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When I left you, I had just finished an amazing day with my second German girl of my trip. I slept like a baby, woke up early – as I had my entire trip – got ready for my day, and went up to the roof of the hostel. The sun was coming up, and there were a couple chairs up there, and it was pretty awesome to groggily wake up to a 360 degree view of Chiang Mai in the morning. I could see all the temples around me, along with part of the wall that surrounded the old city. It was quite relaxing.
I texted my German because she said that she’d love to get a coffee before we parted ways in the morning if I woke up early without an alarm. I woke up early without an alarm, so I reached out. She came up to the roof and hung out with me for a while, which was awesome, and then we got ready for our days. She was doing a different elephant sanctuary, and I was getting ready to head back to the US after a day-worth of sightseeing in Chiang Mai. It was a great morning.
After parting ways, I got all my stuff packed up into my backpack, and looked up a place I had researched before even getting to Thailand. It’s called Sak Yant Chiang Mai, and it’s a business that brings people about 40 minutes outside of the city to a small temple where a monk (coincidentally named “Beer”) will do a tattoo on you in the ancient way – with a bamboo stick and “tapping” it into your skin. I was in the mood, and I went to the place, and I ended up getting a perfectly-timed reservation and the person at the business was the one who could be my translator for the monk – who only spoke Thai – and so, we were off!
We drove the allotted 40-ish minutes outside of the city, stopping once at a market to get an offering, and when we arrived at the little temple, we were literally the only people there. It was awesome. It was me, my translator, the monk, and the monk’s apprentice.
Monk Beer was 38 years old, and he’d been doing it since he was 12. His apprentice was probably 15 or 16. When my translator and I got to the room, I didn’t know what tattoo I was going to get because you’re supposed to talk to the monk (via the translator) and say what you want out of life. The monk, then, recommends a tattoo for you.
I told him that I wanted to find and succeed at what I feel is “success”, I’d like to find a relationship I’m excited about, I’d like to be financially stable, and I’d like for myself, my friends, and family to be of good health. He suggested the “Gao Yord” or “9 peaks” which looks pretty badass on the little drawn out sheets of paper beside the chairs in the room. I was in! Sounds like a plan, let’s make it happen.
The monk went to town on my back with a long ass needle, as you can see. The traditional way involves ONLY bamboo, but for sterilization practices, they put a new steel tip on these days. The whole process felt like a bunch of bee stings, and I didn’t feel as much pain as I thought I would, which I was thankful for. Here’s the finished product:
It looks better now that it’s not red anymore. It’s also bigger than I thought it would be, but I think it’s pretty great and I’m excited about having a story aligned with my first tattoo.
After the tattoo, I was flying high. I wanted to do something REALLY crazy, so after being dropped off, I walked to a spa. I had never gotten a manicure or pedicure before, and I found a well-reviewed, beautiful looking place, and I made it happen. For an hour long manicure and an hour long pedicure, the total cost was like $35, and it was fantastic. My nails never looked better. I’d go into intimate details here, but…it’s pretty much what you know of a manicure and pedicure.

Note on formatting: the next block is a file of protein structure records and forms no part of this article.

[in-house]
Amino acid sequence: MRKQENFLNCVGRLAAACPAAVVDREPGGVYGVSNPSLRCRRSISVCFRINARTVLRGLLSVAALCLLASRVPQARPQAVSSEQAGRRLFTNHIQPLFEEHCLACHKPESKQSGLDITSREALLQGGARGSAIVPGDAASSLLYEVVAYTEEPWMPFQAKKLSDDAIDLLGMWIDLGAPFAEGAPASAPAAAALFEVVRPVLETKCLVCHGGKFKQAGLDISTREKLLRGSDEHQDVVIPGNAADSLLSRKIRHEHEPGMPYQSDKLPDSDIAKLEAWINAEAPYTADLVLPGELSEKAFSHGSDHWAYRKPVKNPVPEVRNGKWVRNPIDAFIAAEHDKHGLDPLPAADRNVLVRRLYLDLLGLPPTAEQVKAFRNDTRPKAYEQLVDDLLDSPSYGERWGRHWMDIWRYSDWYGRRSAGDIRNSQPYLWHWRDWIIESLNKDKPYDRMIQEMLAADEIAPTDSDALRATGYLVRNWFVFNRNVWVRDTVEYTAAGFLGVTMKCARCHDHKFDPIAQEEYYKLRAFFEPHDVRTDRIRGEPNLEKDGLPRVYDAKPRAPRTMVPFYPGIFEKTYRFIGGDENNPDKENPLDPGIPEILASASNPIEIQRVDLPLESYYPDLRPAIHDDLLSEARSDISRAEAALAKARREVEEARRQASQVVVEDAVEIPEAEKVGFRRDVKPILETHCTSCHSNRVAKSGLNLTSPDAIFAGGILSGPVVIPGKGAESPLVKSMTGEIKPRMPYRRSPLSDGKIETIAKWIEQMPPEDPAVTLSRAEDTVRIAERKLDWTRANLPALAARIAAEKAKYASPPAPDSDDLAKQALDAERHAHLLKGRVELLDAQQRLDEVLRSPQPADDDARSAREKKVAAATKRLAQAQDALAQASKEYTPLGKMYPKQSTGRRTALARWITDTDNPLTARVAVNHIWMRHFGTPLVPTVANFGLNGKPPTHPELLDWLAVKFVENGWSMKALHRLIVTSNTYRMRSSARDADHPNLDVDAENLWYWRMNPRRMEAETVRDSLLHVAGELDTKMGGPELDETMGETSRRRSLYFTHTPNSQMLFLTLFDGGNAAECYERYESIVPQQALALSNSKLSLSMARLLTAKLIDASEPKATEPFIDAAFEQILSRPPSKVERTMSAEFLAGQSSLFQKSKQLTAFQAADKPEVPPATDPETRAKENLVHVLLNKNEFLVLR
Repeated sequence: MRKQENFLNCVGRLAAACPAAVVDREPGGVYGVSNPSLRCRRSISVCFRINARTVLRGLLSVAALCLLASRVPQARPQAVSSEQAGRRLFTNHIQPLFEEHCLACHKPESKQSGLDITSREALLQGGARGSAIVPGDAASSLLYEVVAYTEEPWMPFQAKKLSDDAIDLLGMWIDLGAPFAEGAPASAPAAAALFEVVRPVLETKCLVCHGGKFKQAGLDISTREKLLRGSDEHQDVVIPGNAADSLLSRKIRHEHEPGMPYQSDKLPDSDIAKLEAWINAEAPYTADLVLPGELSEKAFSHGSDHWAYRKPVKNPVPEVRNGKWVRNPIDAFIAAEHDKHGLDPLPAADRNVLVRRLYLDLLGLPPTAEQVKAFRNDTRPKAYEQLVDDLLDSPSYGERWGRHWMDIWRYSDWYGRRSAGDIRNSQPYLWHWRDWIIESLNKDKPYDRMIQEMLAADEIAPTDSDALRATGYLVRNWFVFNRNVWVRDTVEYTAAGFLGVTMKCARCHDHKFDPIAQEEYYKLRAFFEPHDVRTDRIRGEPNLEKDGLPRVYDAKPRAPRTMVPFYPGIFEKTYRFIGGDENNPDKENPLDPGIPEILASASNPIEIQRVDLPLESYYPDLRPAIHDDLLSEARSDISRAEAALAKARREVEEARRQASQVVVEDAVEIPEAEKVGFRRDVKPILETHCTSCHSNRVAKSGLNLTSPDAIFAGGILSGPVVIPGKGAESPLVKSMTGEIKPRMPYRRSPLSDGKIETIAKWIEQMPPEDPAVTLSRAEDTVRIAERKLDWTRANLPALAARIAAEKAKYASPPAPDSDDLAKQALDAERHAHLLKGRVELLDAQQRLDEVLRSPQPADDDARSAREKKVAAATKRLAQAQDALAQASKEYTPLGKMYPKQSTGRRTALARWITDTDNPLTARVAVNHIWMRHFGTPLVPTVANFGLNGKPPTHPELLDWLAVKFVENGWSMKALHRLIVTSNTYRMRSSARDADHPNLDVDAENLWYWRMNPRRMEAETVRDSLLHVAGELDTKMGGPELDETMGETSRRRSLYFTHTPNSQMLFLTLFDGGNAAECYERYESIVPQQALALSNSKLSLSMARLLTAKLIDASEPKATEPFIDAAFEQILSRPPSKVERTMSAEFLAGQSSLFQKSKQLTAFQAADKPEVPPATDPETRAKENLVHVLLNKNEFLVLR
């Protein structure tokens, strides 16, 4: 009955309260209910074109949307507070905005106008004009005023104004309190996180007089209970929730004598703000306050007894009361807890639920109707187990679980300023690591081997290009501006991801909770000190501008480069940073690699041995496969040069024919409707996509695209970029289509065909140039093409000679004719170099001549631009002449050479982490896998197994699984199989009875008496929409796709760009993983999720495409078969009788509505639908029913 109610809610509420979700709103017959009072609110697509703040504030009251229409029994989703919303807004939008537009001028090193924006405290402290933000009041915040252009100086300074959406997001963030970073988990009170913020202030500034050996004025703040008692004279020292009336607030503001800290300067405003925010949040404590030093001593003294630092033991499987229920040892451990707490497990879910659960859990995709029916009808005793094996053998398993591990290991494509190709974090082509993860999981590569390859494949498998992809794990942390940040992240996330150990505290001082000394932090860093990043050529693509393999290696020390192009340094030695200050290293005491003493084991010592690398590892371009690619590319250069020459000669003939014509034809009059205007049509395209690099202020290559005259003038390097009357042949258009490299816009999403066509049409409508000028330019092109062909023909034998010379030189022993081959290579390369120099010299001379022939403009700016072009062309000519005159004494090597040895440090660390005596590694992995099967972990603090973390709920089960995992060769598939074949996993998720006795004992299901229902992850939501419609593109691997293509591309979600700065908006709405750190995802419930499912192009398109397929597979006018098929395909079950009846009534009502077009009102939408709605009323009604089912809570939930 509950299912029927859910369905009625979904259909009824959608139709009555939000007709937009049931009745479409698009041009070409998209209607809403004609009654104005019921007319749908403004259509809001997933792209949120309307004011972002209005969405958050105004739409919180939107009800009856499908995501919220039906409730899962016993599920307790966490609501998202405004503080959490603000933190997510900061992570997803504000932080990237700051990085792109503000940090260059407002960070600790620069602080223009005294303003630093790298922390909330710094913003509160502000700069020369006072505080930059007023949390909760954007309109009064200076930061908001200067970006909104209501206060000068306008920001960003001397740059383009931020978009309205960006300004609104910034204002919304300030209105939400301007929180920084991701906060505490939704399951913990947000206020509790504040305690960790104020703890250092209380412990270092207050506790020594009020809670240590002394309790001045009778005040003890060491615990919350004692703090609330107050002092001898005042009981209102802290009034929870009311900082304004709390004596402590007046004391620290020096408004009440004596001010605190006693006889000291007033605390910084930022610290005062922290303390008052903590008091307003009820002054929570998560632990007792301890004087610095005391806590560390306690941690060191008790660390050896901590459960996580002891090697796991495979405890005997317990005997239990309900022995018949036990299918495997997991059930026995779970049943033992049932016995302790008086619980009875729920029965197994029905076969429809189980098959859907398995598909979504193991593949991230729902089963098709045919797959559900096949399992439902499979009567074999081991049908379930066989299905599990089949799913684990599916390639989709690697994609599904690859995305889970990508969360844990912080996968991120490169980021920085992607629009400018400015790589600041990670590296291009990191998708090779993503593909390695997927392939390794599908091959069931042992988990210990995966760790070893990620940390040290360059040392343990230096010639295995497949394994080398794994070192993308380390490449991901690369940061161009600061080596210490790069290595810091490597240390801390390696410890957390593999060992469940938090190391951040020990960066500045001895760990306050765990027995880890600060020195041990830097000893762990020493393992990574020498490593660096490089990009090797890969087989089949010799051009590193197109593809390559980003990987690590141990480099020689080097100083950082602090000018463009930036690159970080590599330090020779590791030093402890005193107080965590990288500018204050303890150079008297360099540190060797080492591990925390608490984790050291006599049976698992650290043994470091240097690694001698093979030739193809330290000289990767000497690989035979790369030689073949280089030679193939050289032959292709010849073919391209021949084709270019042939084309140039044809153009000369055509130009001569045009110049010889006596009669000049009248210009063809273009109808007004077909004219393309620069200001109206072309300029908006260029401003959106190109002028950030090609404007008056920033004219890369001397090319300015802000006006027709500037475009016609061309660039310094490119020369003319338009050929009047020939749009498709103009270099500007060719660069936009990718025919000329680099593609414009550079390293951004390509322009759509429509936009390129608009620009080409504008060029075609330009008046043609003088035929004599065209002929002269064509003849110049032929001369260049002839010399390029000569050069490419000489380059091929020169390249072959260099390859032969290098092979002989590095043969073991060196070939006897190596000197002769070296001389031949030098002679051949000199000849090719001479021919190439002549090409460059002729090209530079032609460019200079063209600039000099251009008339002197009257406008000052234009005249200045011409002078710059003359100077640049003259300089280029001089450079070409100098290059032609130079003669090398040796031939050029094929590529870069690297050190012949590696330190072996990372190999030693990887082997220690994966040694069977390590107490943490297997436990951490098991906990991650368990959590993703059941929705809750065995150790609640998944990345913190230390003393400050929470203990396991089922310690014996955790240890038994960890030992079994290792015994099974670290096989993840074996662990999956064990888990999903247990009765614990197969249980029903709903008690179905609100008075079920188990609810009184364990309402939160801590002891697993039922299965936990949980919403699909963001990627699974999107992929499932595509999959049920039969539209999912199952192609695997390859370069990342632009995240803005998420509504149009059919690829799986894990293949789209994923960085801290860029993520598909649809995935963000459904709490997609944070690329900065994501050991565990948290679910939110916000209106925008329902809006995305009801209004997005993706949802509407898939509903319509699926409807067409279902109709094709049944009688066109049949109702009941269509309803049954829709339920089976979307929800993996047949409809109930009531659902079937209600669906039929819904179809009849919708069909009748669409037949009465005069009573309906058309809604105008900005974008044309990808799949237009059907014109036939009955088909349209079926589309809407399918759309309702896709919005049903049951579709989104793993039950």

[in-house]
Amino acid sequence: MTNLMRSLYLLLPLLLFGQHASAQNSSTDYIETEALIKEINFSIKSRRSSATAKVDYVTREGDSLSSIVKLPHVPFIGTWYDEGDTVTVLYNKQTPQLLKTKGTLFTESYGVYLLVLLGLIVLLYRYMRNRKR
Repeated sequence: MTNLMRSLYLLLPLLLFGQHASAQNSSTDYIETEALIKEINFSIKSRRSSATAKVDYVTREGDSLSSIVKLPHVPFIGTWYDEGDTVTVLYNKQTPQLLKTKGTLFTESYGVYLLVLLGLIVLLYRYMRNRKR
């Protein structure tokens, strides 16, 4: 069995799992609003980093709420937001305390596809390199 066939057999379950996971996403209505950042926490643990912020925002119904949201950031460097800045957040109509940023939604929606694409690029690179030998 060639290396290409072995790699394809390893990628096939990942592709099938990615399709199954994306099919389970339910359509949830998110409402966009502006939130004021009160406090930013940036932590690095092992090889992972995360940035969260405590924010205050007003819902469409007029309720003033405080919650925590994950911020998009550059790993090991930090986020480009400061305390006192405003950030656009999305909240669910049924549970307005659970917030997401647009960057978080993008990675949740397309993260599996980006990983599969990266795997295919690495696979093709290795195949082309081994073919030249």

I continued walking and found my way to a coffee shop where I had a weird tea-type contraption, and wrote some postcards. I got on the internets, bought a flight back to Bangkok which left a tiny bit of time for me to get through security, and I went to dinner. This place touted rooftop views, but it wasn’t open, so I had a drink and some thai, and decided to make the last thing I did in Thailand be riding a Tuk-Tuk to the airport. It’s one of those little motorized 3-wheeled taxi-esq things, and I felt like a king being escorted away from this amazing country…here was my view:
Made it to Chiang Mai airport, got my phone charged up, flew to Bangkok’s main international airport, got through security after not having the right paperwork and having to wait in line until the very front of a 2-story long line, just to get the paperwork, fill it out, and ditch again…and then I got to the MAIN security line, and finally made it through with enough time to take a sink shower, grab a little food, and get on my flight back to the states.
Now that it’s been a month since I got back, I appreciate being back, but I appreciate being away even more. It’s been a very difficult time for me to be back in the working all the time mindset. I worked the first 12-days in a row after getting back. I know that people do that all the time, but the older I get, the more I realize that I might not be cut out for that kind of work. My bartending gig is fine for now, but I’m working on my own business that I’m starting to ramp up efforts on, so hopefully that’s a thing before too long. And I got new headshots and I’m working on a pilot script, so I have a teeny-tiny ball rolling in what I feel could be the right direction. I’m also deciding to make updates to this blog now and then with some insights I’ve discovered about my journey and myself, so check back every now and then and I hope to have something worth reading for you.
Thanks for checking this out. More soon.